New Jersey Law

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First Women Jurors

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First Women JurorsThis a photograph from 1921 – the first time women served on a jury in Plainfield District Court. The lawyer second from the left is Irving Kunzman who founded the firm in 1917. The text accompanying the photograph in the Plainfield Library Archives says:

Women help balance the scales of justice in Plainfield in 1921.

Gentlemen . . . and ladies . . . of the jury.

On April 13, 1921, women sat on the jury in the Plainfield District Court for the first time. Judge J. Henry Crane presided over the case, in which Ignacia DeFynfo, a real estate operator, accused John Miklos of Rahway of unlawful detainer of a property. The defense attorney was John Stamler of Elizabeth and the attorney for the plaintiff was Irving Kunzman of Plainfield.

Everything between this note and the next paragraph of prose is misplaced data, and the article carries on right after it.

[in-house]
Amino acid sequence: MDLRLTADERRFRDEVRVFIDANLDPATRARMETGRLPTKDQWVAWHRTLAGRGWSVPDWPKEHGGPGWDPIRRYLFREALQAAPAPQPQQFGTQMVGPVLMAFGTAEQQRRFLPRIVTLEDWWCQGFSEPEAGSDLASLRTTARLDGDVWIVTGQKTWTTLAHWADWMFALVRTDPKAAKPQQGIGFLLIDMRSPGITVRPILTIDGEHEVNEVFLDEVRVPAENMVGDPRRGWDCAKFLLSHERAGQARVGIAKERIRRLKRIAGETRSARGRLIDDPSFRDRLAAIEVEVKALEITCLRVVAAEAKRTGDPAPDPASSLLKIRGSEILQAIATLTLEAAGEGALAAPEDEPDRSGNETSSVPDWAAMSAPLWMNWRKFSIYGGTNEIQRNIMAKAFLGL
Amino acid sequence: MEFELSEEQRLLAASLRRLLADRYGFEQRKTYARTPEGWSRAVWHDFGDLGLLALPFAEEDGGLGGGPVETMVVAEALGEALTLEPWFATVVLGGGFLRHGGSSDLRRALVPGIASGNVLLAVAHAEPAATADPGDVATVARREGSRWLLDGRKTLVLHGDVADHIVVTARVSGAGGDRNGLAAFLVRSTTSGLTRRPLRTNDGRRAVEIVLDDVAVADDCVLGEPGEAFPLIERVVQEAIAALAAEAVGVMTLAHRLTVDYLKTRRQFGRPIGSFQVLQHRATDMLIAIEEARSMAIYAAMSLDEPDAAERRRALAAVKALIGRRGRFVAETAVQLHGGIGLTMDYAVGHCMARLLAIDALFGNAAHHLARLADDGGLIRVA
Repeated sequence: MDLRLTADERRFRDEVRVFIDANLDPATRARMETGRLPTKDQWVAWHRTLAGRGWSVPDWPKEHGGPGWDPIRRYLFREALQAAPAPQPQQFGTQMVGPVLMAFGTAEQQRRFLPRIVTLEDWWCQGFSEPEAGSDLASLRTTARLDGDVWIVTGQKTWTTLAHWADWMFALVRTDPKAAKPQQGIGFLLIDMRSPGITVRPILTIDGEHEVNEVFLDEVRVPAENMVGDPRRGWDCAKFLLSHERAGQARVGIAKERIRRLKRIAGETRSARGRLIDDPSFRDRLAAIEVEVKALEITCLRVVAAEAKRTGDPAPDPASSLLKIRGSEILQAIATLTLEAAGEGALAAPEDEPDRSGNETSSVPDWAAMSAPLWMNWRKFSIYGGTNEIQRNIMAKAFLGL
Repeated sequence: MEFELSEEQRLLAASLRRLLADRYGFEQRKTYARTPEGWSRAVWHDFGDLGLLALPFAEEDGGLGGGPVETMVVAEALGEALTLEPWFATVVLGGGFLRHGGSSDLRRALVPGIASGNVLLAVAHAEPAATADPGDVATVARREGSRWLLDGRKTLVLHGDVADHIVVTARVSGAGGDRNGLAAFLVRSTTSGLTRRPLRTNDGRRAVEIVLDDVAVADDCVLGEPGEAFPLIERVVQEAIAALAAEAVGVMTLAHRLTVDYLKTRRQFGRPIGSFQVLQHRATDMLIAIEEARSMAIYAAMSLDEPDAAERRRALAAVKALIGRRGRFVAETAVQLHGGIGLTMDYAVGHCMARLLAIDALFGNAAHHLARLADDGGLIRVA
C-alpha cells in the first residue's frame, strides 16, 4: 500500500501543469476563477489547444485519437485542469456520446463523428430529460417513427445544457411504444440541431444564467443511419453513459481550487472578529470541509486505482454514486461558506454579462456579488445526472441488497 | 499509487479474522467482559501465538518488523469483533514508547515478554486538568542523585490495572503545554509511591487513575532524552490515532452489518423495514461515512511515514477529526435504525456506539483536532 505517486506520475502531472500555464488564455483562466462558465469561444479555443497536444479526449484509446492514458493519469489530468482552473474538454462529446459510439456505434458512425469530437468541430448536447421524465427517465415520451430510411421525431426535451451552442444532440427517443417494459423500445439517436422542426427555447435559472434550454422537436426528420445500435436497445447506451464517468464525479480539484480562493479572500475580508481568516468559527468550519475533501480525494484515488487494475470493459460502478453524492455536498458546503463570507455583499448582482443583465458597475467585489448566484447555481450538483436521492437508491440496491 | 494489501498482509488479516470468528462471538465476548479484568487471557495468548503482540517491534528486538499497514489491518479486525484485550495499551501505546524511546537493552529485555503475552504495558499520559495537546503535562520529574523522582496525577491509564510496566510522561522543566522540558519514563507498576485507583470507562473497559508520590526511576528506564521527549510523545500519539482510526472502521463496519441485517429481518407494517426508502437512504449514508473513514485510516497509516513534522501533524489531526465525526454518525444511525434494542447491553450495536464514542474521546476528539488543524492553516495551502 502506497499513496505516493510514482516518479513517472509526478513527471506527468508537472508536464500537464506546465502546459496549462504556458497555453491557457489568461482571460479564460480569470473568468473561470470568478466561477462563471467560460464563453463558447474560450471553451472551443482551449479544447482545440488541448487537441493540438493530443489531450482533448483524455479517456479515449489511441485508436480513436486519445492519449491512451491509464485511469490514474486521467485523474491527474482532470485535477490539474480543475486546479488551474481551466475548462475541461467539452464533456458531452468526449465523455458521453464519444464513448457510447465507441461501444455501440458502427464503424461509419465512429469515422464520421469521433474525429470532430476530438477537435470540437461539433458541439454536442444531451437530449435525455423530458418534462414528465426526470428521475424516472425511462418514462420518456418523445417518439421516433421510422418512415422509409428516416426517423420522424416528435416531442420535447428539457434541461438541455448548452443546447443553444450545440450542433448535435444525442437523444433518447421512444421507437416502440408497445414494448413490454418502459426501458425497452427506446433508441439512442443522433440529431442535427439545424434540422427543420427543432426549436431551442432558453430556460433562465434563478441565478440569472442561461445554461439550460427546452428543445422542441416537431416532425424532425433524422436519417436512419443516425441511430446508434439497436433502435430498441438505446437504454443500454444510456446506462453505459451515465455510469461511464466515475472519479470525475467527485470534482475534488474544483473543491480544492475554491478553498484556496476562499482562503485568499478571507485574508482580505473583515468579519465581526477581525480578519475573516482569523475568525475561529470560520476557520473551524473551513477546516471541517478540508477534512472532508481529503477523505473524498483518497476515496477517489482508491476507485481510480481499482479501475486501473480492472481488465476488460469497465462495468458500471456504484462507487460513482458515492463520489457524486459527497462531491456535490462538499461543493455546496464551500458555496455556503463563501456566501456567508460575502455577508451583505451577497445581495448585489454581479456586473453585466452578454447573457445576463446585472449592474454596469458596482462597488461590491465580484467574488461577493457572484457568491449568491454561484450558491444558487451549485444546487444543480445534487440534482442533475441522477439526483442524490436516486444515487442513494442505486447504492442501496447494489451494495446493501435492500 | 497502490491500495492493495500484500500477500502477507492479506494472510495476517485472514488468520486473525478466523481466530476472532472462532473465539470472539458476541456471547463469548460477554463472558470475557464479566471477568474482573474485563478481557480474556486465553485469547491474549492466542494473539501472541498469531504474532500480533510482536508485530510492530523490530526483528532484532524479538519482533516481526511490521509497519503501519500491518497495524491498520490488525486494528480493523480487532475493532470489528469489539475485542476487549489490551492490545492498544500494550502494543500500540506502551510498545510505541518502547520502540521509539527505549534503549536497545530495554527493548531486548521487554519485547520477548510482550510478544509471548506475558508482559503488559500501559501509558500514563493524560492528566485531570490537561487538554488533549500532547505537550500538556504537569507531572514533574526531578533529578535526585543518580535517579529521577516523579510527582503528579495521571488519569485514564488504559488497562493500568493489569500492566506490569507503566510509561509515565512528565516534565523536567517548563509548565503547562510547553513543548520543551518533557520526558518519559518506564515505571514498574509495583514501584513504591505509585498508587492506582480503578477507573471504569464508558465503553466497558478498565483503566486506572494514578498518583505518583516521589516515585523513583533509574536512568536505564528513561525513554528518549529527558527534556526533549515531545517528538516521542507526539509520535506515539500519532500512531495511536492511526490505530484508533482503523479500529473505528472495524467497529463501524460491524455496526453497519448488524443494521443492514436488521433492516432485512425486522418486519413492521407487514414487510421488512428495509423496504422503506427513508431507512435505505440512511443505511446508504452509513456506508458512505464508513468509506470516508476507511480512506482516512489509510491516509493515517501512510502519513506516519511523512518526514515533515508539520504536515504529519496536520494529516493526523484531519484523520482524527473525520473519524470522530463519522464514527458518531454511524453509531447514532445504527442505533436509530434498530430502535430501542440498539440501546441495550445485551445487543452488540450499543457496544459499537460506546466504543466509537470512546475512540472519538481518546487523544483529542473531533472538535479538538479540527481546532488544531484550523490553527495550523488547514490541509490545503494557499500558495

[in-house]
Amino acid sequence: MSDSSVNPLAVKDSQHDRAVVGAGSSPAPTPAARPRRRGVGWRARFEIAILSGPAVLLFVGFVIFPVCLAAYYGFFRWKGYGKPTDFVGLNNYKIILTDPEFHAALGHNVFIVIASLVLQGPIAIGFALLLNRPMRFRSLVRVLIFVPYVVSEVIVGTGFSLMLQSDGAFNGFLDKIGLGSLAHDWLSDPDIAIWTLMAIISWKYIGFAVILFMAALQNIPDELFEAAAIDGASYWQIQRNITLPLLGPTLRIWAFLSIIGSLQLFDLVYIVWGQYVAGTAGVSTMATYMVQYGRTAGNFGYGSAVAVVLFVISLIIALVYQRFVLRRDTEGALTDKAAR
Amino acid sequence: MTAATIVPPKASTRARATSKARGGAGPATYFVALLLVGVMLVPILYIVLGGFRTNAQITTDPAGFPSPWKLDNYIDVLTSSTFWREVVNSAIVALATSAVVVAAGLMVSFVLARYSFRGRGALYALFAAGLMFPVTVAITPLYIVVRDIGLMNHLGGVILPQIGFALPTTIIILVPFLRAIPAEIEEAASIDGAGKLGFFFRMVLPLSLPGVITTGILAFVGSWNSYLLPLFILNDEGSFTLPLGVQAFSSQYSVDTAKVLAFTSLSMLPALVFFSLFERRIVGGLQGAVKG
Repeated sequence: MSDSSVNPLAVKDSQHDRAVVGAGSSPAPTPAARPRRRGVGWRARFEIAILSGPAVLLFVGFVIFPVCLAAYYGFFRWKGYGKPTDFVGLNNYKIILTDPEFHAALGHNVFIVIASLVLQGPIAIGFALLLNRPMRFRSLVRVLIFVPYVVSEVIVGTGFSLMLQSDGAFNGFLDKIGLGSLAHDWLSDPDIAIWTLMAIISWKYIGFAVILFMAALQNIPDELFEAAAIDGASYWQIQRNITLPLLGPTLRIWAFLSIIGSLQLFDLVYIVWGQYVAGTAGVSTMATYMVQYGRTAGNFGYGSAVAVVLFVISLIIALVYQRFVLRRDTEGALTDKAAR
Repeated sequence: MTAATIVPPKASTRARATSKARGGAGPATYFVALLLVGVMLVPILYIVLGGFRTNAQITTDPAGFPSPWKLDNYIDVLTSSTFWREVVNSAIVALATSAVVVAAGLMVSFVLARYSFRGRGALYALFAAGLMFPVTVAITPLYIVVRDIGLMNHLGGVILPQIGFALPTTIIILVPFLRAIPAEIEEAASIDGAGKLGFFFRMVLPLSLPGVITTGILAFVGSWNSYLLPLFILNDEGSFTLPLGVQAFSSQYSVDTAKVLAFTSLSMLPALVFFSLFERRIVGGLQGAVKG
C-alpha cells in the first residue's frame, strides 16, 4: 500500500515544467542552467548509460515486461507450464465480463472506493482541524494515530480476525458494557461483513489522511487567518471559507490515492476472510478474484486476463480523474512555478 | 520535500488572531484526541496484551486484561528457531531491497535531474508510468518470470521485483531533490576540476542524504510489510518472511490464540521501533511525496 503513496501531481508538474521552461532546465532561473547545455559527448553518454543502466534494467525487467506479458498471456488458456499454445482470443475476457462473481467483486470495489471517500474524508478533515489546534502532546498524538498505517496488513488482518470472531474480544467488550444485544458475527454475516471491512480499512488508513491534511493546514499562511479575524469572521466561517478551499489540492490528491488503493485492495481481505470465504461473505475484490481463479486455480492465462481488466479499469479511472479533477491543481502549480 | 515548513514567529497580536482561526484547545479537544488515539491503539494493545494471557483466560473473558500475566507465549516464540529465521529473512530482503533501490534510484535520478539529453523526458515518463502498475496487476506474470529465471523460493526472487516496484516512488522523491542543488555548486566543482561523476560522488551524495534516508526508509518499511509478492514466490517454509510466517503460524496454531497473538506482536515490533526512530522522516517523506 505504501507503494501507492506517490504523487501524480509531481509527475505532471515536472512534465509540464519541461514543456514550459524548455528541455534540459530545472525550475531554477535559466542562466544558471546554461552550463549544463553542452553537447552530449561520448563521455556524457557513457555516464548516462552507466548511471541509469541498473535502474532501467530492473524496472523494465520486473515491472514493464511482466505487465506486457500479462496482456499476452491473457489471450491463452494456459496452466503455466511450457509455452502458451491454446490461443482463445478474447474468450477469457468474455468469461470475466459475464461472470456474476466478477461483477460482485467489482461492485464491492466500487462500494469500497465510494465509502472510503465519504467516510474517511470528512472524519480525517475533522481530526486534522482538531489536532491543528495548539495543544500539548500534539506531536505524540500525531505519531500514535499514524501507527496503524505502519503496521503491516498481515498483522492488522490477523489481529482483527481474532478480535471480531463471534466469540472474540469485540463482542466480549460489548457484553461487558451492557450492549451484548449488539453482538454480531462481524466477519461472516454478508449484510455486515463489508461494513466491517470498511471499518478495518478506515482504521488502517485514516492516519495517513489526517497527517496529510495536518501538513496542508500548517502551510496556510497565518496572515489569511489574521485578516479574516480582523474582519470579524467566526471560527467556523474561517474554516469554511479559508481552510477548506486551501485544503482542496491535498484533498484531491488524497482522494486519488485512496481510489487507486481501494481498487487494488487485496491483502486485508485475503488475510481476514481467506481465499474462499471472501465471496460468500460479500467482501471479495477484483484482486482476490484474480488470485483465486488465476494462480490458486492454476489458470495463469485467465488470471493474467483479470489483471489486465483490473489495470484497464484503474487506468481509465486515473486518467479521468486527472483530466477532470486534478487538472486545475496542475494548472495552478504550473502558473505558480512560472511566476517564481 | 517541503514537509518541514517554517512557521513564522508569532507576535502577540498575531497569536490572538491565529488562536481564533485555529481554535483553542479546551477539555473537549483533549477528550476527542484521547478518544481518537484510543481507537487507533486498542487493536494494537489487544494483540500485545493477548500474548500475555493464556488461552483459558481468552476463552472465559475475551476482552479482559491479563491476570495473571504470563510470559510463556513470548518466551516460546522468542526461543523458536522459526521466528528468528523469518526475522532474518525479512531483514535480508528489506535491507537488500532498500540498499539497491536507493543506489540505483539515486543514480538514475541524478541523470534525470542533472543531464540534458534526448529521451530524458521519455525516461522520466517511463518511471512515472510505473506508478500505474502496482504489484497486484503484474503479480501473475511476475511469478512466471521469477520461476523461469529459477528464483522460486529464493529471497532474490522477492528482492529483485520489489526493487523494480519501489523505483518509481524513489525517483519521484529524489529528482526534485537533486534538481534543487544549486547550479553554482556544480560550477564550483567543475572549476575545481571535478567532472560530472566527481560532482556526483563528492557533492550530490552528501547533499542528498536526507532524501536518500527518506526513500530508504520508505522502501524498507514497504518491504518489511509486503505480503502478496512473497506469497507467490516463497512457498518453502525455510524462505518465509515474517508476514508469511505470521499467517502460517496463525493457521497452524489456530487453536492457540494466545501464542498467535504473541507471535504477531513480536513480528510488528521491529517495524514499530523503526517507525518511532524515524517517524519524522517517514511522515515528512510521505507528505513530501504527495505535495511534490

The female jurors, who sat in the front row, were Florance Runyon of Plainfield, wife of state Sen. William N. Runyon; Florence Anthony, wife of Dr. William H. Anthony of Plainfield; and Eva Van Hoesen, wife of Stephen G. Van Hoesen of Fanwood.

The jury decided in favor of the defendants. During the proceedings, Judge Crane permitted Paul Collier and Henry Bryniarski to take a photograph of the jury and others in the courtroom.

After the verdict was returned, each juror received a 75-cent fee. According to a Plainfield Courier News article the next day, “the women expressed the opinion that it was not such a difficult matter to do duty, although Mrs. Anthony remarked that she could have accomplished much more if she had spent the afternoon at home.”

The other jurors who served that day were Edward A. Laing, John Dahl, Lamar Van Syckel, George Edwards, Donald McInnis, Francis Wernig, Charles S. Thorp, James Harrision and Charles Keller.

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